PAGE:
Paul OakleyINDUSTRY INSIGHT: Paul Oakley, Associate Director BIM at BRE

The ubiquity of BIM provides a potential headache for SMEs as the software and training costs to gain BIM competency are hard to bear. However the long-term gains make it worth it, even for small companies, argues, Paul Oakley.

BIM is a huge driver for positive change in the construction sector but whilst a rapidly growing number of larger organisations are seen to be welcoming it with open arms, SMEs are often perceived as slower to engage. Early SME adopters are enthusiastic about its benefits and often seeing the rewards very quickly, those that are lagging behind are missing out on the opportunities that it opens up, so being ready and willing to embrace it is vital.

To remain competitive and thrive, small businesses need to keep abreast of process changes and new technology, and be able to respond to client requirements quickly and efficiently. Without BIM, they are less able to do so, and with uptake amongst larger organisations escalating, SMEs that can’t dovetail with it – or at least work with it knowledgeably and productively – are likely to be side lined. Along with better positioning to win business, BIM also gives SMEs opportunities to provide new types of services to clients and therefore gain new income streams. Some of these service types are not worthwhile for larger organisations to offer, which means an all-important edge.

Easier uptake
Interestingly, SMEs are better placed to implement BIM than large companies and see a speedier return on investment. They are more nimble, and don’t tend to have the lengthy processes that can slow larger organisations down. This enables them to adapt to change more readily, get up and running faster and benefit quicker from the advantages that BIM brings. And with work being completed much faster and more efficiently, BIM software and skills training quickly pay for themselves. So although there’s an upfront cost, it’s greatly outweighed by the benefits.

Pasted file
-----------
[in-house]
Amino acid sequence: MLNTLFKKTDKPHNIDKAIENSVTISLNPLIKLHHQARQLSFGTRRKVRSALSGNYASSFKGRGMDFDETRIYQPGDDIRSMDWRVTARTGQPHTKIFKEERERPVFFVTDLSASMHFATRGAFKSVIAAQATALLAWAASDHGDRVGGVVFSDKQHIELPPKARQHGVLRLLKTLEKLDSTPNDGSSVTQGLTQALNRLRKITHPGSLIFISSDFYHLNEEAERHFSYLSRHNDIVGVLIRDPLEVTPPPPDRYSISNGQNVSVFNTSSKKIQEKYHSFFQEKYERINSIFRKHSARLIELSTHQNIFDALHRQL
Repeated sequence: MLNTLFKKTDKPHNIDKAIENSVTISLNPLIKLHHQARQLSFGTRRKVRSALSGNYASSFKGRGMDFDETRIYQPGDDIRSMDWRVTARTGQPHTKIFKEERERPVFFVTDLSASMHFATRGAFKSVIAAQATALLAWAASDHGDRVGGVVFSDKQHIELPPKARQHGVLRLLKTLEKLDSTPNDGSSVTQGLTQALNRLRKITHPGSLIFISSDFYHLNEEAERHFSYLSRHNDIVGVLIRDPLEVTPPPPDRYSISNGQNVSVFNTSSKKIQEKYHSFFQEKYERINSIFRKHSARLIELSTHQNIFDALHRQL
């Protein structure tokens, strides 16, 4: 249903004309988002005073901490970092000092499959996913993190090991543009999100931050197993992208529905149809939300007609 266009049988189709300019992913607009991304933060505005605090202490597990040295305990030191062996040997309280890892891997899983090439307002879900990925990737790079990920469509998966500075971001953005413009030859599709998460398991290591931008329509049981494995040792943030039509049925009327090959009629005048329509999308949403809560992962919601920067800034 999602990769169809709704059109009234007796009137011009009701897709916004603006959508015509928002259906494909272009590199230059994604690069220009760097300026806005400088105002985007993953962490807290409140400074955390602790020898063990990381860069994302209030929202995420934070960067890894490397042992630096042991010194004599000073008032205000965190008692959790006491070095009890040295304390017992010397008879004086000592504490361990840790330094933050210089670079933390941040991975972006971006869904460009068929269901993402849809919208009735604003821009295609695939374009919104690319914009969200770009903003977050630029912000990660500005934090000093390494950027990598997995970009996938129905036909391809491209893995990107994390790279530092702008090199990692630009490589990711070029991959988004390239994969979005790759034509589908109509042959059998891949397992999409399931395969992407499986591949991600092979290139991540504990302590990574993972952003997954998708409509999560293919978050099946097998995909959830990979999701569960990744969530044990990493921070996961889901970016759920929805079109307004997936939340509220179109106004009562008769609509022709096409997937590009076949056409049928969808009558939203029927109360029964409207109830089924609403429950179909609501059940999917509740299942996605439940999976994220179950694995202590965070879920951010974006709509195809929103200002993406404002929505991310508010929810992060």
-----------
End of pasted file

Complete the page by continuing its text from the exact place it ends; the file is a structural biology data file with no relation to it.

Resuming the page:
Managing change
Change of any kind will always have its supporters and objectors so it’s important to put measures in place that will get everyone behind BIM. These could include raising better awareness of the positive impact it will have, identifying those that are against it and working with them to overcome resistance, and appointing enthusiasts as BIM champions. Involving champions in plans and making them the first to be trained can be particularly productive, as they’ll be well placed to help drive the process provide company-wide support.

Training and support
The most productive training approach for SMEs is just-in-time: upskilling in response to what’s needed and when it’s needed rather than generic, all in one go training. Letting individuals decide the training method that works best for them – online, classroom, books or a combination – is equally important.

There’s also a lot of external support, guidance and information out there for SMEs. Industry groups and online forums provide a support network for companies and individuals in the process of adopting BIM, and face to face local hubs, working groups and training courses provide great opportunities to talk to other new adopters, including about change management strategies. The key is to take full advantage of what’s on offer, make the most of all the plentiful help and knowledge, and be open to learning from others.

Don’t miss Paul Oakley at Digital Construction Week 2016 from October 26-27 at the Business Design Centre, Islington. Click here for information..